Why Reading to Your Child Could Be The Most Important Thing You Do Today

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Reading together with children develops a positive association with books, encouraging individuals to be readers independently. A life long love of books can be started at a young age. The bonding that occurs between parent and child through the one on one attention is beneficial to children, especially in today’s fast paced, technology filled world. Reading aloud has even been found to help children to deal with stress and tragedy.

It is important that the books chosen are of in line with the children’s individual interests. The emotional tone of the shared reading also has an impact on the quality of the experience for the children. Supportive, inquisitive conversation around issues explored in the books allow individuals to obtain the maximum benefits. An interactive reading experience can also be good for a child’s self esteem, as they have an outlet to express thoughts and concepts that arise as a result of hearing a story aloud. When an adult takes the time to listen and respond to such thoughts it can encourage the child to have the courage to speak out about other ideas more frequently. Problem solving can be developed this way.

Courtesy of PJLibrary
Courtesy of PJLibrary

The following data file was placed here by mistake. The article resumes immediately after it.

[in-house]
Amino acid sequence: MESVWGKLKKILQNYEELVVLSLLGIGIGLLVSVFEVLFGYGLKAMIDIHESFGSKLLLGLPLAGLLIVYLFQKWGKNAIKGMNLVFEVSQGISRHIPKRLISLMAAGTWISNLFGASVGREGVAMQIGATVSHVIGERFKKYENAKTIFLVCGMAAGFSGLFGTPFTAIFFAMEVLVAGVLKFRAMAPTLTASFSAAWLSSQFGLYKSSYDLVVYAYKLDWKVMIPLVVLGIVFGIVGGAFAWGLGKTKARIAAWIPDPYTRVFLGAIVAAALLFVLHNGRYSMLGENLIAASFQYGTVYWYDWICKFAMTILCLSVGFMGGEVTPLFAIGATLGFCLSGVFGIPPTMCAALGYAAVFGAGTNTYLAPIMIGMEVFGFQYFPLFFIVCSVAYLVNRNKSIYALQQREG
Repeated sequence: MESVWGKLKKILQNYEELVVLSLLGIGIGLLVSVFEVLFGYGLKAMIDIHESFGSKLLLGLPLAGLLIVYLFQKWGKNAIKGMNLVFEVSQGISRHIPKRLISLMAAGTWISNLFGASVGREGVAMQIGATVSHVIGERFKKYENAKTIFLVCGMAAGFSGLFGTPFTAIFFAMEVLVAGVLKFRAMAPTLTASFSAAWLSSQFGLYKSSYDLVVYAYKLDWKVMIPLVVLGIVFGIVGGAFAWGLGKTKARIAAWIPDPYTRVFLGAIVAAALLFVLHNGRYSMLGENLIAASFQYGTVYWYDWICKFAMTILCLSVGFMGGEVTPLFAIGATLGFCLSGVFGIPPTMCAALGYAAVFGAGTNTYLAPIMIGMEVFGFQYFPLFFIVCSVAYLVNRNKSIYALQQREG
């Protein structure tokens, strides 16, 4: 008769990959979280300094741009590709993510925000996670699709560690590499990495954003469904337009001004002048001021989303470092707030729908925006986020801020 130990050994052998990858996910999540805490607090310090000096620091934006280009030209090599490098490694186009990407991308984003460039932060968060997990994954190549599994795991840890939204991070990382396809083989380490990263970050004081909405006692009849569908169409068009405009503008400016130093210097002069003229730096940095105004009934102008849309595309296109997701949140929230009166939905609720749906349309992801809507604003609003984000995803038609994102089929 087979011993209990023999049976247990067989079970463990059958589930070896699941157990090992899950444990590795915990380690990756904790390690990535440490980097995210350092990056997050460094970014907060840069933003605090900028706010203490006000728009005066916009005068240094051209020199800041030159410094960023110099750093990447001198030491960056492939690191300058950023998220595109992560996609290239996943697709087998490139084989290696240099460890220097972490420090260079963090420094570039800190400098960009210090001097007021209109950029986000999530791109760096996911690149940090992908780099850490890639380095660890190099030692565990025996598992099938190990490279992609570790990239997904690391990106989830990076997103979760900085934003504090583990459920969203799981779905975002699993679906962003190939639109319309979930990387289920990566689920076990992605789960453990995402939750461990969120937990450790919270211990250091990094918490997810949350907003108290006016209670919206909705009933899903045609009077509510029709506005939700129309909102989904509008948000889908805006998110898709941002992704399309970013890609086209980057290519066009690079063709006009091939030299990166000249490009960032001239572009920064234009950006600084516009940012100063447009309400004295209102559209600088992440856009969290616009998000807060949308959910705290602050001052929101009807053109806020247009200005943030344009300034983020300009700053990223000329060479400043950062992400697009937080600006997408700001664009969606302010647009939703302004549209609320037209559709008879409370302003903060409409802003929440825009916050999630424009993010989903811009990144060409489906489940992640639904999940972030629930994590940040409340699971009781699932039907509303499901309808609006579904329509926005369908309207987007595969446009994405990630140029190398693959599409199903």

“The reality of today’s world is that we’re competing with portable digital media. So you really want to arm parents with tools and rationale behind it about why it’s important to stick to the basics of things like books.” ~ Dr. Alanna Levine, pediatrician in Orangeburg, N.Y.

Reading aloud to children on a regular basis, 4 or 5 times per week, can substantially support them in learning to read. This is especially true if the reading is done in an engaging manner, where the parents are patient and allow the child to gain the most from the experience. Good readers are more confident at school and success in class can be directly attributed to reading ability. The frequency of reading actually has a direct impact on schooling outcomes regardless of the child’s family background and upbringing, including affluence.

Those that struggle to learn to read are often frustrated in class, and tend to display anti-social behaviours as they progress through the school system. Absenteeism and substance abuse have been linked to difficulty in reading from a young age.

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Comments

  1. Wonderful article. So true. I remember being read to as a child. I still buy books. Used books that is. There is still something special that I can’t describe well about holding a book and turning pages and I even enjoy the smell of an old book. Thank you so much.

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